As mentioned above, the medial axis can be expressed as a set of curves on a plane. A bifurcation point is a point where several of those medial axis curves meet, as shown in point 104 of FIG. 1. A bifurcation circle is a maximal inscribed circle (202 of FIG. 2) which has more than two contact points, and its center is a bifurcation points of the medial axis. A contact point is the point where the maximal inscribed circle meets with the boundary curve of the shape. As shown in 204 of FIG. 2, the bifurcation point has three contact points, but it is possible that the bifurcation point can have more than three contact points. The curve of the medial axis coming from a bifurcation point is a continuous curve without a break, as shown in 106 of FIG. 1, and will meet other bifurcation points, or end up with a medial axis point which is the center of a maximal inscribed circle with one contact point. A maximal inscribed circle having two contact points is shown as 206 of FIG. 2. A point of the medial axis (or corresponding maximal inscribed circle) having n contact points is generally referred to as an n-prong point (or circle).
The characters or the basic shape elements of Korean or Chinese fonts seem to have many sizes and shapes, but in reality many of them differ in size but still can be regarded as having essentially the same shape. For example, of Korean character and of Korean character are in fact different in size, but essentially the same in shape. But the aesthetical requirement is that the thickness of the character must not change even though the overall size changes. Of course, characters can be made bigger or smaller through simple multiplication, but in this case the thickness changes. The method using the medial axis transform is a method fulfilling the condition that the thickness must not change. The concept of thickness has been referred to as a stem in the font technology. But, in most cases, it means the distance between two straight lines facing each other, or it means the horizontal or vertical distance of the inner and outer curve facing each other, as in `o`, which is usually referred to as the curve stem. In some outline fonts, where curves change freely as in Korean or Chinese, it is difficult to make a workable definition of the stem.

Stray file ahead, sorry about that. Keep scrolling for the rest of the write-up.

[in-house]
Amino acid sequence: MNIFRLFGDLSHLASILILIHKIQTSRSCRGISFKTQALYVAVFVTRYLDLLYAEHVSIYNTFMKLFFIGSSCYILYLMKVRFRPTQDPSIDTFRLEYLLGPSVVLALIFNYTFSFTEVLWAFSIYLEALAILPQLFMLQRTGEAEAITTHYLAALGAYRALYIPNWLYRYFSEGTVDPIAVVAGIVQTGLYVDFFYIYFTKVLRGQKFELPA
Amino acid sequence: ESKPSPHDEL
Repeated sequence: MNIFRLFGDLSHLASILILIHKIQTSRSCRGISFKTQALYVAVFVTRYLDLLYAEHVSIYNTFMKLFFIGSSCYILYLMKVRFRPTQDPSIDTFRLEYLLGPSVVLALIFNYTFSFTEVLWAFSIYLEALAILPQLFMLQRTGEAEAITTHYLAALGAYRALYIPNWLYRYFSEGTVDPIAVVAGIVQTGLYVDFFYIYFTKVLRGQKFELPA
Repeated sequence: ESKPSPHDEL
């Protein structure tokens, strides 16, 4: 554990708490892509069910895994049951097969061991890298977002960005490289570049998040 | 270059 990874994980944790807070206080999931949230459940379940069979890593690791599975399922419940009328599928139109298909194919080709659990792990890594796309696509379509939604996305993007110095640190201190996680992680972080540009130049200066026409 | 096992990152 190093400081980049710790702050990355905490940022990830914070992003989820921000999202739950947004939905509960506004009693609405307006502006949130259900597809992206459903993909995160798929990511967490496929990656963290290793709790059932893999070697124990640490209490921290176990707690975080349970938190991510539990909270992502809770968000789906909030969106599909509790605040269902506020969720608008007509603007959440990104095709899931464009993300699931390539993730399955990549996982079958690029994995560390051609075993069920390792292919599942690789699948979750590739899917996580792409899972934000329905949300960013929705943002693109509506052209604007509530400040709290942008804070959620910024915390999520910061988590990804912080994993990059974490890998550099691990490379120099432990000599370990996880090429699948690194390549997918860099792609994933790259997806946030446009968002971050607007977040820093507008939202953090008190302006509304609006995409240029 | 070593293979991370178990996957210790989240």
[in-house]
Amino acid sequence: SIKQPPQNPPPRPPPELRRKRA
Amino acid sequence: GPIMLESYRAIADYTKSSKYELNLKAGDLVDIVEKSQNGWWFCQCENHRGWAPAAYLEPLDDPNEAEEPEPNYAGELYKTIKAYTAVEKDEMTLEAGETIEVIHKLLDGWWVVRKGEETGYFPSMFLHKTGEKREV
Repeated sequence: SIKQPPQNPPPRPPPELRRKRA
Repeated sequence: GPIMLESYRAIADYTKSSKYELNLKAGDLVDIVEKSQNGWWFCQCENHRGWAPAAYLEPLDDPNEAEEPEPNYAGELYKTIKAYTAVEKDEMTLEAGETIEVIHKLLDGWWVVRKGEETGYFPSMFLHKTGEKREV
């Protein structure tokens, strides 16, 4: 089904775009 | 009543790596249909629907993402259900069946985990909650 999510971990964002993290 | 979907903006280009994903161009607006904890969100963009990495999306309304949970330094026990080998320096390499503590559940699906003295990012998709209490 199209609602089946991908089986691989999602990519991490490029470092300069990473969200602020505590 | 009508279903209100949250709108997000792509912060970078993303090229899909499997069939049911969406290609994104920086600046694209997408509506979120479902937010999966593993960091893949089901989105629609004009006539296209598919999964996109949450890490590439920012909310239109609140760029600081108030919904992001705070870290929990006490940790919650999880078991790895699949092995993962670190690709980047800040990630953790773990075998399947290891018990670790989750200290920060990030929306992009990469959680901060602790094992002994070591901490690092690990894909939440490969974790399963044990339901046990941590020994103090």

Medial axis transform can be used to solve the above mentioned problem. That is, the medial axis can be regarded as the curve drawn by the tip of a brush, and the radius information of the medial axis transform can be regarded as the size information of how much the brush is pressed down.
FIG. 2 shows the information of the medial axis transform, and FIG. 3 shows the data of FIG. 2. Rows 302 indicate a list of bifurcation points, or 1-prong points. Hereby, points with three contact points are bifurcation points, and points with one contact point are 1-prong points. Rows 304 indicates a list of 2-prong points. All these points have two contact points. Column 312 is the coordinates of the medial axis point, column 314 the radius and column 316 the coordinates of the contact points.
FIG. 4 shows the transformed shape whose size of bounding box is different from that of the original one. As can be seen, it is important to notice that the radius of the circle remains constant, even though the size of the bounding box has been changed. FIG. 5 illustrates the data of the transformed element. The description method of this data is identical to that shown in FIG. 3.
There are many ways to define the transformation. A typical one is the use of the Affine transform. However, nonlinear transform can be used, especially in the 2-prong algorithm and the guide line algorithm which will be described below. And as will be described below, it can have an aesthetically higher quality by using different Affine transform or a more general nonlinear transform to each locality of the shape. But, as the applications of the various transformations are an embodiment not reaching beyond the method of the invention, the use of one Affine transform will be explained in this invention. Let us first illustrate the use of Affine transform. FIG. 6 illustrates the parameter of the Affine transform used. Reference number 602 indicates matrix A and 604 indicates translation vector b. The principle of this transformation is given by as follows: